Downsizing is a false economy.  But the road from the featherbedded blue industrial relations model to whatever comes next is long and winding.  And here, sorting through the stack of posts racked to revisit some day, comes one that got started around exam week in 2007, when Cold Spring Shops was recently relocated.  Here's a lament from The American Prospect's Paul Waldman, as the financial markets were teetering and the era of Hope and Change was about to dawn.  (There is a research opportunity, perhaps in a few more years when the passions cool, to identify precisely the role of such things as the 2005 transportation bill and the 2006 change of majorities in the House and Senate in fostering the financial crash that came.)

The lament starts in a predictable way.
Real wages are lower today than they were before the recession of 2001, and barely higher than they were thirty-five years ago. Health insurance is more expensive and harder to obtain than ever before. Manufacturing jobs continue to move overseas. The unions whose efforts might arrest these trends continue to struggle under a sustained assault that began when Ronald Reagan fired striking air-traffic controllers in 1981, in effect declaring war on the labor movement.
It was easy, back in the day, for self-styled progressives to blame all of labor's difficulties on Ronald Reagan. That employment of steel mill workers, to use one example, fell from 450 thousand to around 150 thousand at the height of the Treaty of Pittsburgh suggests something more was at work.  And if you thought health insurance was expensive and hard to obtain, well, just wait for the Patient Protection and Affordable Care Act.  So it always is with false prophets.

Mr Waldman is on firmer ground when he writes of the ways Corporate America infantilizes workers.
Think about the jobs you've had. Where were you the most productive? Was it when you worked for a boss and an organization that treated you with respect, that valued your contributions, where you actually felt that you were part of something useful? Or were you more productive when you worked for a boss and an organization that governed by fear, that treated you with suspicion and contempt? Most adults have worked for the latter kind, while only some have had the good fortune to work for the former. And many if not most of them do just enough work to stay out of trouble and avoid the wrath of their superiors. That’s the spirit fostered in a workplace where employees are treated like criminals.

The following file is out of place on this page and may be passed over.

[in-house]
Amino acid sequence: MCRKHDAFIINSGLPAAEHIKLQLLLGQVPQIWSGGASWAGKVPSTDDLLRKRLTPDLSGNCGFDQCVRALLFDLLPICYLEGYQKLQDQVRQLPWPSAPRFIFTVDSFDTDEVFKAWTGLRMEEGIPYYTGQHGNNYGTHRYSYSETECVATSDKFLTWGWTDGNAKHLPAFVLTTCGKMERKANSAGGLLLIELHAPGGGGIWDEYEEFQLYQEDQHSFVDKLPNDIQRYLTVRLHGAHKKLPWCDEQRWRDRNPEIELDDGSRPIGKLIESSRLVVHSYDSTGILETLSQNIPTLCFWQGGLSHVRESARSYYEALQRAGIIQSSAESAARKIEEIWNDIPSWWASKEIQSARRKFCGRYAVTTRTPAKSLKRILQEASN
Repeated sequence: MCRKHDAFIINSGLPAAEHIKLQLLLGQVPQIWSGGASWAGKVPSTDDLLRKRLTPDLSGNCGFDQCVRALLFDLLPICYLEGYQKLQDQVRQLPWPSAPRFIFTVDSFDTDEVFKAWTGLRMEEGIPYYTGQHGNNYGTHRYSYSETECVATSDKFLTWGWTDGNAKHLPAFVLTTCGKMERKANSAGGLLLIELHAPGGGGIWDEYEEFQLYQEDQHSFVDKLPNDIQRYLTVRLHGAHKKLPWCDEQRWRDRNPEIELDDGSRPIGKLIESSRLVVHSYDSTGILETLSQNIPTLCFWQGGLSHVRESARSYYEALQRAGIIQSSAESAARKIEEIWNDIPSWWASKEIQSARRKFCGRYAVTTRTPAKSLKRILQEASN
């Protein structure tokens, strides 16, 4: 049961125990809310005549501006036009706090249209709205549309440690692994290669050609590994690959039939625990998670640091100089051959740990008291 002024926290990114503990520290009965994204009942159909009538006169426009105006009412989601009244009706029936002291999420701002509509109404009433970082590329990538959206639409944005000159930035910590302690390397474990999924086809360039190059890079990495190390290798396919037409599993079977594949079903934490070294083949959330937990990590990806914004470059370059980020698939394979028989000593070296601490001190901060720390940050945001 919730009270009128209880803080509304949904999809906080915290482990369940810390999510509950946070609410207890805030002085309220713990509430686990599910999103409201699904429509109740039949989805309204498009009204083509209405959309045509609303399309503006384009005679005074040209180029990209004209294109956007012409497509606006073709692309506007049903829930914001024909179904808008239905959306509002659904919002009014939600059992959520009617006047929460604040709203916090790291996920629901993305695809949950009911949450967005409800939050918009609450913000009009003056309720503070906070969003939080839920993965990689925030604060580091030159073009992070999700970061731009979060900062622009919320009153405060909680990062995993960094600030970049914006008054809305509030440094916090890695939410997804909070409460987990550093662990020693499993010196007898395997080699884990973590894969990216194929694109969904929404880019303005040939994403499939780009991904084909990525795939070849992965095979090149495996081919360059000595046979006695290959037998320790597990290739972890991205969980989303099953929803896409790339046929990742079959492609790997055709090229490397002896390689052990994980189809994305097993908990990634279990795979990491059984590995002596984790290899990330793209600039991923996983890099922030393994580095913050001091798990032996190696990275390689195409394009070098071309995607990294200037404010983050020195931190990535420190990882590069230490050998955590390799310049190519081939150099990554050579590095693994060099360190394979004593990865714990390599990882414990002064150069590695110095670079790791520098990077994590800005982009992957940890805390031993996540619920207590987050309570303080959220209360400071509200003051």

And yes, treating employees as an expense to be controlled and managed rather than as a participant in the creation and division of gains from trade makes little sense. (Let's leave for another day the deleterious effects of situational ethics and authenticity as possible root causes for corporate suspicion.)
If you are one of those left behind, you get called an "associate" instead of a clerk. In the place of paid vacation, you get company-sponsored activities whose absurdity can only make you more depressed. In the place of a union to represent you, you get assurances that the company considers you part of the "family." Your samples will be analyzed, your movements surveilled, your email read, all in the name of enhancing productivity and rooting out the bad apples. And should they decide your time is done, they will send a security guard to march you out the door in a ritual of public humiliation, lest you decide to pilfer a stapler as a memento of your service.